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David BurchettDavid Burchett's weblog
- 2007 Feb 13
I have made many new friends through my one year association with the good folks at Crosswalk.com. I suspect that the cool redesign of the website will cause a few more to stumble into my cyberspace and ask the question that nearly everyone asks.
“Who the heck is Dave Burchett?”
Because time is precious I have put together a linked list of the most popular articles I have written out of the over 300 times I have strode to the blog batter’s box and tried to connect with you, the reader.
These are the ten most read blogs that I have posted with a brief excerpt from each one. Sample one or two or ten by clicking on the title and see if this is a spot that you will want to revisit. I hope it is. But most of all I hope you find grace and joy as you follow Jesus today.
I think I am going to start posting a warning label so the Spiritual Hall Monitors will be alerted to the fact that my blog may contain humor or, according to some, attempted humor. With this warning they can avoid encountering humor, satire, and sarcasm that might trigger an allergic reaction for the sullen saints.
Warning: The following post may contain humor. This blog was produced in a program where irony and satire are processed. May contain sarcasm fragments.
I think that singer Chris Rice may understand my plan to post the humor/satire warning.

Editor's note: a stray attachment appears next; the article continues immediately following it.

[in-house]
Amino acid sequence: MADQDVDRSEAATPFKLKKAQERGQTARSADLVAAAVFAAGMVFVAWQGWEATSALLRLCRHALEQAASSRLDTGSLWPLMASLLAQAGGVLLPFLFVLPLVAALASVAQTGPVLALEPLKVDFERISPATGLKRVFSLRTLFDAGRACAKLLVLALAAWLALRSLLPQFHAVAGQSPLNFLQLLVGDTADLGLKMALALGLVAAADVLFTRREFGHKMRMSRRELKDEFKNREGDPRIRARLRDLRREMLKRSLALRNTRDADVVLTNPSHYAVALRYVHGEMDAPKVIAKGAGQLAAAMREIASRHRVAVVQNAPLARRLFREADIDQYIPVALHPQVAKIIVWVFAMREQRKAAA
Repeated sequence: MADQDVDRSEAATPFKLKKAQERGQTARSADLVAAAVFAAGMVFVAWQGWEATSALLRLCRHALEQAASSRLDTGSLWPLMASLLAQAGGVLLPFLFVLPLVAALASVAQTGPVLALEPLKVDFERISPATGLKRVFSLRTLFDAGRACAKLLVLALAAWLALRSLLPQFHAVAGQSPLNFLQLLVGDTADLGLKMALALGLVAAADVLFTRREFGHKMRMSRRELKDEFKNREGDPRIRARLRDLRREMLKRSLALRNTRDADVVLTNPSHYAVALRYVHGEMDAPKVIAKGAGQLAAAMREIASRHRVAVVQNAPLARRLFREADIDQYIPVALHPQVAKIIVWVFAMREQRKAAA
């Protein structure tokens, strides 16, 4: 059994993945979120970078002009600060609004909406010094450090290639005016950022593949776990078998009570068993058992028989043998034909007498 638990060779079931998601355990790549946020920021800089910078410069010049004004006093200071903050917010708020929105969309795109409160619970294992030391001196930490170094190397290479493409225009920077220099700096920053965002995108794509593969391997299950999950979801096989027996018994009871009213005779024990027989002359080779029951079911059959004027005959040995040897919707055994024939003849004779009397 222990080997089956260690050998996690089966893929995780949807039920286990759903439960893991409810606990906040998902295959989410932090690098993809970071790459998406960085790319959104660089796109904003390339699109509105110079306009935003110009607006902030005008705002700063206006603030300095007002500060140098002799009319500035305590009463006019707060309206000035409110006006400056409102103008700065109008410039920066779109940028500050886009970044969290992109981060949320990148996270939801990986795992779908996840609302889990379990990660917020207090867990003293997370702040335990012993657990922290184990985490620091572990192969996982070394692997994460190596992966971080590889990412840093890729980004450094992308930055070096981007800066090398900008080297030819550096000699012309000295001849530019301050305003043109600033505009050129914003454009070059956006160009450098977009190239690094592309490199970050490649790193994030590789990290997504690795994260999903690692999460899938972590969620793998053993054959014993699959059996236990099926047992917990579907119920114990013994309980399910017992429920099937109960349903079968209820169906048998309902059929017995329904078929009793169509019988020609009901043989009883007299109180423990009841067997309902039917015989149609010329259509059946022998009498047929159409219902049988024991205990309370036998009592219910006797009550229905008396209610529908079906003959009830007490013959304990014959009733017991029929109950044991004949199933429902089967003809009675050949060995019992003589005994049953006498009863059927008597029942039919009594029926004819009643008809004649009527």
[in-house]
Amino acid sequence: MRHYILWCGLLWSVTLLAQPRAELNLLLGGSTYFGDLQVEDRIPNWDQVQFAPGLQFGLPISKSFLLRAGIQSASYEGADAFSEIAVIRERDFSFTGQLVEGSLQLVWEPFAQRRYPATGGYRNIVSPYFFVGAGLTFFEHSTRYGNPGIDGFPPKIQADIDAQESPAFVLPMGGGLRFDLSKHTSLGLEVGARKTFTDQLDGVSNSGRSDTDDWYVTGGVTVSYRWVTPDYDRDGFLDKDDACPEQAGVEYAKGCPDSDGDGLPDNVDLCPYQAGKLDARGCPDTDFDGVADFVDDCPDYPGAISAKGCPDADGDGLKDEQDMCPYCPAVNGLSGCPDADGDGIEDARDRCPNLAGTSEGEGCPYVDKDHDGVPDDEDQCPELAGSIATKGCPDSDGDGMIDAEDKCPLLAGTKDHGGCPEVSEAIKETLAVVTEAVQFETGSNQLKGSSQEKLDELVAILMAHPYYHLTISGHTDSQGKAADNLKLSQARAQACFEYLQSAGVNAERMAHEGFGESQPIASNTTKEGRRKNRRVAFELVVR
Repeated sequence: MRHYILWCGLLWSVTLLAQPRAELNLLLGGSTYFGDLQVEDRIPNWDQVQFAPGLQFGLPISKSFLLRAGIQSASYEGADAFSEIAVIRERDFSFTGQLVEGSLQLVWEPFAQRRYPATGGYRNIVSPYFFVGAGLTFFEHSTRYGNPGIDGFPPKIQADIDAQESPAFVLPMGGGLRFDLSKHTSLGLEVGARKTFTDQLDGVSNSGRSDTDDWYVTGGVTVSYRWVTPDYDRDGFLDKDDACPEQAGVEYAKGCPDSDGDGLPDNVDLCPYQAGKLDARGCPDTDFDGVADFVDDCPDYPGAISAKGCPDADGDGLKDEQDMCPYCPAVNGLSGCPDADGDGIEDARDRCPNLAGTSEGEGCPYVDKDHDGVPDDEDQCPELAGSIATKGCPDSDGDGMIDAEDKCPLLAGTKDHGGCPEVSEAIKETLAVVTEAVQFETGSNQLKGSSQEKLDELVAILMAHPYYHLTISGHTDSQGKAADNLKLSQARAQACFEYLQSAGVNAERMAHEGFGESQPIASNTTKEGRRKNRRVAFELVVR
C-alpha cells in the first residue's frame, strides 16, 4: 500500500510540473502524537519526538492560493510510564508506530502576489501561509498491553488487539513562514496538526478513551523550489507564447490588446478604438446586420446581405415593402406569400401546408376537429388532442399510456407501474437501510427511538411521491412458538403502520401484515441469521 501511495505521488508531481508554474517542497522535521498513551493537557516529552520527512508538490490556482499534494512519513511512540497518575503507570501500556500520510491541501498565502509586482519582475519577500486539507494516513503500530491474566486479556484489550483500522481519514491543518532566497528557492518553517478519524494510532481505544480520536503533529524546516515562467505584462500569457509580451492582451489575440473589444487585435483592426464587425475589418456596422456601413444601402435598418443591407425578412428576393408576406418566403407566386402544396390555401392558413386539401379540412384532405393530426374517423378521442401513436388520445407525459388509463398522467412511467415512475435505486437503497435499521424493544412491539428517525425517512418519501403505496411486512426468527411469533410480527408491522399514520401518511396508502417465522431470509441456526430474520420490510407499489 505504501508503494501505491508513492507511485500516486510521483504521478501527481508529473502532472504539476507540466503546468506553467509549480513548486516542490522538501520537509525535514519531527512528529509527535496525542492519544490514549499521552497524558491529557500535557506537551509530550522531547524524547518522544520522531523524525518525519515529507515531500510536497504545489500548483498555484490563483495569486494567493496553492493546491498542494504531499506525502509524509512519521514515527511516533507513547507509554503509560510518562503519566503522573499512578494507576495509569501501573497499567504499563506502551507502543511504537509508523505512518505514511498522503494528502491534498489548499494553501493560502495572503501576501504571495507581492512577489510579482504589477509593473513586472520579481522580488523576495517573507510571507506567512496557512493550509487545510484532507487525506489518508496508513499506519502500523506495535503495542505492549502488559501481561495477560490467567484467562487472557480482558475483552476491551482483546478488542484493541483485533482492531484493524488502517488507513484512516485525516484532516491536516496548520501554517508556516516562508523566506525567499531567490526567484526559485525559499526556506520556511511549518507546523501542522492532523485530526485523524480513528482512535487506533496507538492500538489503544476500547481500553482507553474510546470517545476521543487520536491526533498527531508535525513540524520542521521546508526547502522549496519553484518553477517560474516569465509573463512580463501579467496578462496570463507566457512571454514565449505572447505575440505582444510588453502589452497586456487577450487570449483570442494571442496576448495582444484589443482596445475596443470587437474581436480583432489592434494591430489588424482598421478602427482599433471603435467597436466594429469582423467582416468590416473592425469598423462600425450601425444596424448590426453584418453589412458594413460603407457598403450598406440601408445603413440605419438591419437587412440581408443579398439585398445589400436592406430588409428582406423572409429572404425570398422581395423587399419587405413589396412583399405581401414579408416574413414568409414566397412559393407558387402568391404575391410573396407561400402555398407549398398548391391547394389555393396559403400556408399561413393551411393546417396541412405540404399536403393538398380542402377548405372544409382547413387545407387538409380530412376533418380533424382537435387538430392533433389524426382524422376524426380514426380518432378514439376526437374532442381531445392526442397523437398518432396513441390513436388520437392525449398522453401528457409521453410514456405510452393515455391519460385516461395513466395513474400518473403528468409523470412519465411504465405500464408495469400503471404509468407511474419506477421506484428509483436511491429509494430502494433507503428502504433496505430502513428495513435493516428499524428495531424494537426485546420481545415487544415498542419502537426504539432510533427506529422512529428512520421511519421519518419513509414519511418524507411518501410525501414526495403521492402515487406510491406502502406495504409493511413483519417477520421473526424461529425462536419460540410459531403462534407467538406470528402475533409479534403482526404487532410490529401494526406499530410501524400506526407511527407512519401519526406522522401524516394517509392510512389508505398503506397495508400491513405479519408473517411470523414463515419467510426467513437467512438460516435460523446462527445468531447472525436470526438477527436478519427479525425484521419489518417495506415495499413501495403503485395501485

I have struggled for years with the concept that God somehow intervenes in athletic events. I have seen the post game interviews where athletes thank God for helping them make the big play or for helping their team win. And I wonder if God really chooses to get involved with sporting event outcomes. Does He sovereignly evaluate the two teams and inventory the number of Christians on the home team versus the visiting team? Is it quantity or spiritual maturity that determines the eventual outcome? Would God bless a team with 20 nominal Christians or the one with 10 really committed believers?
Earl Wilson once said that “one way to get high blood pressure is to go mountain climbing over molehills”. If the following story were Jeopardy categories it would go something like this…
“Let’s go with ridiculous church and state objections for $50, Alex.”
And then you would follow up with this category.
“I’ll take spectacular over reactions for $100, Alex.”